Resignalling Works On The MRT Were Meant To Be Completed By 2002
Following the incident of two MRT trains colliding at Joo Koon MRT station, questions raised by the public skyrocketed regarding the safety and reliability of the signalling system that SMRT claims to be “improving”.
This may be a surprise to some, but the SMRT resignalling project was actually introduced in July 1997 by then SMRT managing director, Kwek Siew Jin.
The upgrading works on the North-South (NSL) and East-West Lines (EWL) that was projected to cost $100 million, were to be completed by 2002.
Clearly, the deadline wasn’t met as 15 years down the road, the MRT is still fraught with a never ending list of problems that are largely due to signalling issues.
As suggested by this Straits Times Article, perhaps if SMRT did stay true to it’s original timeline, we wouldn’t be facing such a big issue with the train system.
If SMRT had stuck to the original timeline for resignalling, many of the problems and challenges our rail network faces today would be far less severe.
So, what could possibly be the reasons behind such an extensive delay?
Did SMRT run out of revenue to fund upgrade?
The following table shows SMRT Corporation’s total profits from 1999 – 2003 as taken from their respective Annual Reports (AR):
|Fiscal Year (FY)||1999||2000||2001||2002||2003|
|Total Profits After Taxes ($ Millions)||101.8||138.8||146.2||94.8||72.3|
For two years before 2002, SMRT’s revenue surpassed the $100 million needed to complete the resignalling project, but there weren’t any official statements in the ARs regarding expenditure for any improvement work.
Expenditure was instead focused on other expansionary investments.
As Singapore was in its stages of further integrating its transport system during the period of 2001 – 2003, SMRT became heavily involved in many other projects in regards to this.
For example, much of reason behind the significant loss of profits between 2002 and 2003 was due to SMRT having to bear the cost of merger with then bus service provider, Trans Island Bus Services or better known as TIBS.
Also, SMRT would have been busy preparing the opening of the Expo and Changi Airport Stations as well as establishing the EZ-Link infrastructure.
Considering how the resources were streamed into other projects, SMRT’s priorities are clearly away from their initial announcement to improving the signalling system.
Changes In Management
Throughout the same period, SMRT has seen many positions in management being shift around.
This is inclusive of Mr Kwek.
After being President of the Board of Directors of SMRT in 2001, Mr Kwek subsequently left a year later.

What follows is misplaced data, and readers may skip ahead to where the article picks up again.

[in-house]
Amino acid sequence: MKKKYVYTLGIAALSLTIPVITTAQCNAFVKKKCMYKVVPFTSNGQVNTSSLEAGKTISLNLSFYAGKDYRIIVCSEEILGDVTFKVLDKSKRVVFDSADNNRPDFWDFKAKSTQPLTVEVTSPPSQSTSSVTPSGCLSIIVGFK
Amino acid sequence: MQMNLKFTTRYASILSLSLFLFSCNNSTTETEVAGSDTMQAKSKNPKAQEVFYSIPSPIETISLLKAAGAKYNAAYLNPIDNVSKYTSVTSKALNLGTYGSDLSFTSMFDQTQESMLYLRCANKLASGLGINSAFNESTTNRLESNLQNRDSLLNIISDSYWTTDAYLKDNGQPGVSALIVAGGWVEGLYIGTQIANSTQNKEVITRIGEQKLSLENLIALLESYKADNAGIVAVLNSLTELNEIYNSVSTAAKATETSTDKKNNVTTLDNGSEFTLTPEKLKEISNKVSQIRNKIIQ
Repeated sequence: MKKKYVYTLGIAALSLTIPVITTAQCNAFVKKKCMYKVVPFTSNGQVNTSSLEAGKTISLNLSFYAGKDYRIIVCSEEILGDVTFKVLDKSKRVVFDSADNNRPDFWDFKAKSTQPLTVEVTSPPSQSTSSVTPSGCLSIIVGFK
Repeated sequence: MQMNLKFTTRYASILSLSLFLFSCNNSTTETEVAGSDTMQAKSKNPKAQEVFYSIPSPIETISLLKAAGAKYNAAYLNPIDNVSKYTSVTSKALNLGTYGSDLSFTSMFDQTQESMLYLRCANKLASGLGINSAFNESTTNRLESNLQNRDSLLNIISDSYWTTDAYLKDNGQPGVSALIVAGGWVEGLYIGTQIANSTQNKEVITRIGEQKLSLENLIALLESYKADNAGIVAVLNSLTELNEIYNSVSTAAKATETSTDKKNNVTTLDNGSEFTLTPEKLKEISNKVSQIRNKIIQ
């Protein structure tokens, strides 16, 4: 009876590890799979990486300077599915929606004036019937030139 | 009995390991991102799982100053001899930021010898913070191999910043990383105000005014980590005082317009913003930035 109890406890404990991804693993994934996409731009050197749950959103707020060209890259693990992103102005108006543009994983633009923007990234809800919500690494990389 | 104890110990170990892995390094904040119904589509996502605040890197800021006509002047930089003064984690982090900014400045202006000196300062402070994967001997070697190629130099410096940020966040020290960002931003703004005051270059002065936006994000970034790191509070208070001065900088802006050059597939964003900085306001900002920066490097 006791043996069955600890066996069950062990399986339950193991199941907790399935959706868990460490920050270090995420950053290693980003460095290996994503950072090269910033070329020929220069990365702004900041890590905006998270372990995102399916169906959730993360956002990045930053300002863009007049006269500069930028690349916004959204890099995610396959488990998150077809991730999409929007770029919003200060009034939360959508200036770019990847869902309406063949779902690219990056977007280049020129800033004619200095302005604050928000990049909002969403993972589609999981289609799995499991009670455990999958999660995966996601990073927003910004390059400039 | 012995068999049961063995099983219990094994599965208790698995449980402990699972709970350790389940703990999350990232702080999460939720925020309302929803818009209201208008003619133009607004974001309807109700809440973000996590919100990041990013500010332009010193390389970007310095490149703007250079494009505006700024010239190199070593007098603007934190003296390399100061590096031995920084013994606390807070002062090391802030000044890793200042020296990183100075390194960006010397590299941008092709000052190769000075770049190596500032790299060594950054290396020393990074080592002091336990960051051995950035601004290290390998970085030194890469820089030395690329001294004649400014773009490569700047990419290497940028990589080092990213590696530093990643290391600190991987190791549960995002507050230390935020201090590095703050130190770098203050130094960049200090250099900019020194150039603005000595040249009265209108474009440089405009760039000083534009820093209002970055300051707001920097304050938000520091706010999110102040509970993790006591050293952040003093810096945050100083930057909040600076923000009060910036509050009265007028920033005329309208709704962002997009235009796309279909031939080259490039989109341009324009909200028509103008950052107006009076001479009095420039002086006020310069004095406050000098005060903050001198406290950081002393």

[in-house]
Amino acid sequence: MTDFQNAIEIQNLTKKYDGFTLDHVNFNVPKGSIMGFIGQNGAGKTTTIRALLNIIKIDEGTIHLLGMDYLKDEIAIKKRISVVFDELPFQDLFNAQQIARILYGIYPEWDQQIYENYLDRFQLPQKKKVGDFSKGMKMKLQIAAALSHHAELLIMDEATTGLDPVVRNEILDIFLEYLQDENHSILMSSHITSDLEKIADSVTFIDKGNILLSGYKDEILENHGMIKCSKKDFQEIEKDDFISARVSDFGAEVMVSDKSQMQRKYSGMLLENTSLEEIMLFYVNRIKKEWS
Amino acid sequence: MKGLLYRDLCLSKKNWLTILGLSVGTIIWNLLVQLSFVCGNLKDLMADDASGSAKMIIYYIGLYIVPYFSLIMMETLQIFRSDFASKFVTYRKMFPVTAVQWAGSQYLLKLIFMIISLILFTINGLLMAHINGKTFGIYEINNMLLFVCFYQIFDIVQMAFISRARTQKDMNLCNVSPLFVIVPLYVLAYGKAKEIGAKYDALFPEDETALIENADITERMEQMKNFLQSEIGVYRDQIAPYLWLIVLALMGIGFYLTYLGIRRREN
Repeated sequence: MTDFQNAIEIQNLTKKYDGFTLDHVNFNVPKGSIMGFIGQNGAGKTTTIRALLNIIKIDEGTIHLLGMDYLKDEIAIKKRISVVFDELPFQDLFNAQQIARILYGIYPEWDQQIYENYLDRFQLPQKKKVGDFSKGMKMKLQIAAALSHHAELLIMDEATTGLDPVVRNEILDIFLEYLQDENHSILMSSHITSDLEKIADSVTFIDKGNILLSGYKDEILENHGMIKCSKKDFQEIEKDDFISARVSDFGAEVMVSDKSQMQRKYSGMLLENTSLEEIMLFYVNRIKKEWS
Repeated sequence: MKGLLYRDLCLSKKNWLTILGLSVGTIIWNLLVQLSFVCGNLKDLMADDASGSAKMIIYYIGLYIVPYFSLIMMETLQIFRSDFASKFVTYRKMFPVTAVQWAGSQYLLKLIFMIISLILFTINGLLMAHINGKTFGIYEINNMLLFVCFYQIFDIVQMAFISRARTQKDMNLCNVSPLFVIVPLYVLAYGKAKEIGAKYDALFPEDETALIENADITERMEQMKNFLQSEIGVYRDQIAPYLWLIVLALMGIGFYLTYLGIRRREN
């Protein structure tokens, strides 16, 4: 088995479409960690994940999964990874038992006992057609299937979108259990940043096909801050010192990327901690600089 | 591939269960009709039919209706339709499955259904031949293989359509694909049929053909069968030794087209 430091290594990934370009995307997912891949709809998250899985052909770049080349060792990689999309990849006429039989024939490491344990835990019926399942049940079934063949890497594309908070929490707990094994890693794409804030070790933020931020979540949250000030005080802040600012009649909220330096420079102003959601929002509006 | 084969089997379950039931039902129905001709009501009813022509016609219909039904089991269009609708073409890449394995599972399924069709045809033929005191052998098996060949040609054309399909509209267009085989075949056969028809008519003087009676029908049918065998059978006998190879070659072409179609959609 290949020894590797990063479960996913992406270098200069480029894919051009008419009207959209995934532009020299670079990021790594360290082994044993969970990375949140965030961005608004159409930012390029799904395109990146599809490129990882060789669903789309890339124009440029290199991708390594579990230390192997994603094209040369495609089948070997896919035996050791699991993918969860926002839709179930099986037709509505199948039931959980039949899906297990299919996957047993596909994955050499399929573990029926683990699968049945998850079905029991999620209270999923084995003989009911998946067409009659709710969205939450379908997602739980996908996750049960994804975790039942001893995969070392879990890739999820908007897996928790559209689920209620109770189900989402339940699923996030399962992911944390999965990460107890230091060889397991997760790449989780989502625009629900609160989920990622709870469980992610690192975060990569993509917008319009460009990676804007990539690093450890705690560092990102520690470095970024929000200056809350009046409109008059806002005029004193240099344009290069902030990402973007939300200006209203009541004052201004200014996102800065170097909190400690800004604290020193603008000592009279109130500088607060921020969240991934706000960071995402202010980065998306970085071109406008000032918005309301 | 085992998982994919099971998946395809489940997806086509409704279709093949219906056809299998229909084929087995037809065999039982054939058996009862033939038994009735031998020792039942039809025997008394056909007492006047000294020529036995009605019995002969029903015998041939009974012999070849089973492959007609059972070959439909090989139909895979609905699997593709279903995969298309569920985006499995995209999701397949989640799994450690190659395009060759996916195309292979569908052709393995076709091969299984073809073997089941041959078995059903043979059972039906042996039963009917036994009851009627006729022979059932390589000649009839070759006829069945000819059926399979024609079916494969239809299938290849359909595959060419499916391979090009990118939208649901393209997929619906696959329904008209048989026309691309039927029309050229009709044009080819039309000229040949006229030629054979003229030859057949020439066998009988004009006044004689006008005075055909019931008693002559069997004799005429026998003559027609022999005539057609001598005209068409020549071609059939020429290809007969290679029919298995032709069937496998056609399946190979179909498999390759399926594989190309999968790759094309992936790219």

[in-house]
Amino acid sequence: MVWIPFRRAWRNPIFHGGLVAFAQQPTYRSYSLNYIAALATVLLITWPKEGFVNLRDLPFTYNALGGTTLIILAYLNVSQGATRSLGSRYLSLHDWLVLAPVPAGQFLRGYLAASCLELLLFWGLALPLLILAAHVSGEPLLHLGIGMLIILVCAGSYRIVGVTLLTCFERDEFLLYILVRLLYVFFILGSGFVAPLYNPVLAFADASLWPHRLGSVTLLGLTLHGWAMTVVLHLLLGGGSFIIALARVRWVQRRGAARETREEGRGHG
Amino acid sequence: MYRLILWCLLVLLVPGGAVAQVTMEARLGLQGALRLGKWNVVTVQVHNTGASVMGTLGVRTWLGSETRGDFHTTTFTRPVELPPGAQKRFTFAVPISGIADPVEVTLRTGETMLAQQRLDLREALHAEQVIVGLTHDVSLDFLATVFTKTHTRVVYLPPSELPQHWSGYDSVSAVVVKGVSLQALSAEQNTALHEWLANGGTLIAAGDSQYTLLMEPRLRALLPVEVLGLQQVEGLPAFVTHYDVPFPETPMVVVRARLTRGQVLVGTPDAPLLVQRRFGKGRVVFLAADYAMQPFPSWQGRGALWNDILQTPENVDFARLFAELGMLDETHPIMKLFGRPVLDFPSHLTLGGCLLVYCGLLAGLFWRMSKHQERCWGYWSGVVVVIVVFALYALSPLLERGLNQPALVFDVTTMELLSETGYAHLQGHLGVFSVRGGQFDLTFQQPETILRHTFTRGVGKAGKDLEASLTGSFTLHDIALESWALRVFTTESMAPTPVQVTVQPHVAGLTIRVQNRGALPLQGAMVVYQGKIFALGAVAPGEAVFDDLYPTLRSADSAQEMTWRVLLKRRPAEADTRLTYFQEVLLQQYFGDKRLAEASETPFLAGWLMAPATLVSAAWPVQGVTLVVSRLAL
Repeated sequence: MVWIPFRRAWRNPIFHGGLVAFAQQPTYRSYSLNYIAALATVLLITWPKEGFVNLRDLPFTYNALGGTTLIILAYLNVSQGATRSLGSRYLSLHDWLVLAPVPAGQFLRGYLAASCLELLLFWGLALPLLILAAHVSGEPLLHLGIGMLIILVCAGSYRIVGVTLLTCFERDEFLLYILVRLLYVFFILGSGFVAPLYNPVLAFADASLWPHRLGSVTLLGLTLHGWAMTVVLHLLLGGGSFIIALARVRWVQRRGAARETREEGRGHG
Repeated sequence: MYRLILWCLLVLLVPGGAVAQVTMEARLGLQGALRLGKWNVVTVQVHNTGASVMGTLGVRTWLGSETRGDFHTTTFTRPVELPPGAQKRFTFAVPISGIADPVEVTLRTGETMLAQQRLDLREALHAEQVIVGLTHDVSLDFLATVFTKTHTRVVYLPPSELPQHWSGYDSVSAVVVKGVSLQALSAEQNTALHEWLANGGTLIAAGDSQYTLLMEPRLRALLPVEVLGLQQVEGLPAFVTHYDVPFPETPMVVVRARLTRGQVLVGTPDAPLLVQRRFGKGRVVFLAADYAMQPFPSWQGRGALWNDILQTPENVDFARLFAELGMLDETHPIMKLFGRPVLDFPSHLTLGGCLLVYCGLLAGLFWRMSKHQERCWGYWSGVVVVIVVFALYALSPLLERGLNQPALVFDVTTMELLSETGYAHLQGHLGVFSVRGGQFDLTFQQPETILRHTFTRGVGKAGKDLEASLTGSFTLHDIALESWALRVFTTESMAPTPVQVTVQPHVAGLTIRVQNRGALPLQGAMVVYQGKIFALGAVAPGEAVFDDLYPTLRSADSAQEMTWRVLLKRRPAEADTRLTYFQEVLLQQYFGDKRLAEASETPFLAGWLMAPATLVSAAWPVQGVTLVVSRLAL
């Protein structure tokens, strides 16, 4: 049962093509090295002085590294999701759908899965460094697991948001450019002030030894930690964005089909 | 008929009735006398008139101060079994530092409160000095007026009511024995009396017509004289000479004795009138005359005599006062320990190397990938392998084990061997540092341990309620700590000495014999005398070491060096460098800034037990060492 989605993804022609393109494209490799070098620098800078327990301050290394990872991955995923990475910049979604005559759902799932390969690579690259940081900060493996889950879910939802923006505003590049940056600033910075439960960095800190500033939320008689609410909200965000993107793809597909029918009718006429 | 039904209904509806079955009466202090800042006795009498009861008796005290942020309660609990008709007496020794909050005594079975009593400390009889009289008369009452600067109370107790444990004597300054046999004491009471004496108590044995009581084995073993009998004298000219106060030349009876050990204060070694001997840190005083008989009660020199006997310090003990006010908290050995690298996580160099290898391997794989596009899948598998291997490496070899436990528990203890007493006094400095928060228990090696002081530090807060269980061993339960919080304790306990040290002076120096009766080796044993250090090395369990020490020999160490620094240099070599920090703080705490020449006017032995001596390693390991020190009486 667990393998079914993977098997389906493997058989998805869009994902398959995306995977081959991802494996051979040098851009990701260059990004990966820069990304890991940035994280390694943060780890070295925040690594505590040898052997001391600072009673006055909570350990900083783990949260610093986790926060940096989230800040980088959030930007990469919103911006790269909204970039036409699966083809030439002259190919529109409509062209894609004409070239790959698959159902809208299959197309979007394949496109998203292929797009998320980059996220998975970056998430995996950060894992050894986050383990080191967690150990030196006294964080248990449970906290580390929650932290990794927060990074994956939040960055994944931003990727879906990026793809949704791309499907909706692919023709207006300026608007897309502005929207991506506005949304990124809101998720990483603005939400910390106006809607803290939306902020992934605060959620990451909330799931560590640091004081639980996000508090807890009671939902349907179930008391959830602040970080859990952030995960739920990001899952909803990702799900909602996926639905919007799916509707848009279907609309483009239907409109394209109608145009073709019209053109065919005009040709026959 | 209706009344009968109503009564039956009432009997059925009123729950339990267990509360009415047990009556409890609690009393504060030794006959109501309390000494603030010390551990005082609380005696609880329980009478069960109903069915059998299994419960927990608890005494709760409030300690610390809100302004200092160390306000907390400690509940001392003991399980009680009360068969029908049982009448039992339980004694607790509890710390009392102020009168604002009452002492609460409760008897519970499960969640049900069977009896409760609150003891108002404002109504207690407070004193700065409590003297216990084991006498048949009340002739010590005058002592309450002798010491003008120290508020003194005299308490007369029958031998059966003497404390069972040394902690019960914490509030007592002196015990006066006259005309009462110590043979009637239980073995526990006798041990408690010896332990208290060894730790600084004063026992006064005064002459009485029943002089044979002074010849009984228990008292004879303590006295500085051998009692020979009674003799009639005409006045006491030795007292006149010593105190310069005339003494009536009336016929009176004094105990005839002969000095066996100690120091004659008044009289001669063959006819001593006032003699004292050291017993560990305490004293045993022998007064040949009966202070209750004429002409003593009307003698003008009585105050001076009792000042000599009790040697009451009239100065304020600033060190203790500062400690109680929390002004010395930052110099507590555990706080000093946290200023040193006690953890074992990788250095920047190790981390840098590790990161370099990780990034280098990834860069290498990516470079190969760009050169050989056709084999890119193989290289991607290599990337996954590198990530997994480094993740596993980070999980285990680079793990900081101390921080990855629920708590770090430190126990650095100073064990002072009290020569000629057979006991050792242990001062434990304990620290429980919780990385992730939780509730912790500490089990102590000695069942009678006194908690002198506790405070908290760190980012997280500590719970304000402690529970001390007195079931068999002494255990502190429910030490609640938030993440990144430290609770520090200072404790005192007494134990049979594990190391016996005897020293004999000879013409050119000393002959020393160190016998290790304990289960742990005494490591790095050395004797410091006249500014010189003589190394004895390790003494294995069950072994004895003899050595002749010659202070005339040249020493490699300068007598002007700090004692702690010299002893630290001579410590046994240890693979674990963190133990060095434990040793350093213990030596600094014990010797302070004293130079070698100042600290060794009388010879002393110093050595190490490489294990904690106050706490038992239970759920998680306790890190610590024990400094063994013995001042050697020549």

Consequences of a change in heads of management would also mean a paradigm shift of interest, policy and focus of the entire organisation.
Thus this provides another reason why SMRT had a change in priorities away from replacing the old signalling system.
Lack Of Foresight
With all the changes in focus on what to develop next, it can be said that SMRT doesn’t really have a clear foresight of the future.
A possible explanation why SMRT steered away from their initial plan of upgrading the EWL and NSL, is because of their confidence with the current system during the period mentioned.
As released in SMRT’s 2002 AR, and possibly unbelievable by today’s standard, SMRT experienced high levels of punctuality, against LTA’s set standard.
The train service provider 98.6% of trains arrived within two minutes of schedule significantly beyond that of 96% posed by the Land Transport Authority and that probably made SMRT certain enough to shift the of focus of resources towards other areas instead.
To cover losses in profit, SMRT began investing in properties in and within their stations with contractors such as 7-Eleven and Cheers – both convenience store providers.
Adding More Reasons To Blame SMRT
Due to a system glitch between two separate signalling systems, the collision between two trains at Joo Koon Station resulted in the injuries of 29 people including SMRT staff members.
This is a stern reminder of the severity of the MRT issue now.
It may be difficult to settle with the fact that this incident and many other recent setbacks with our transport system could be avoided if SMRT’s initial plan 15 years ago was actually carried out.
And although we might not be completely certain of the reasons behind the plight of the MRT in this present day, with all the online feedback and sentiments that SMRT must be receiving, they should at least by now get a good sense of what are the problems needed to be remedied.
We wish those injured by the incident a quick and thorough recovery and urge the relevant authorities to resolve the issue as quickly as possible for the benefit of all Singaporeans.
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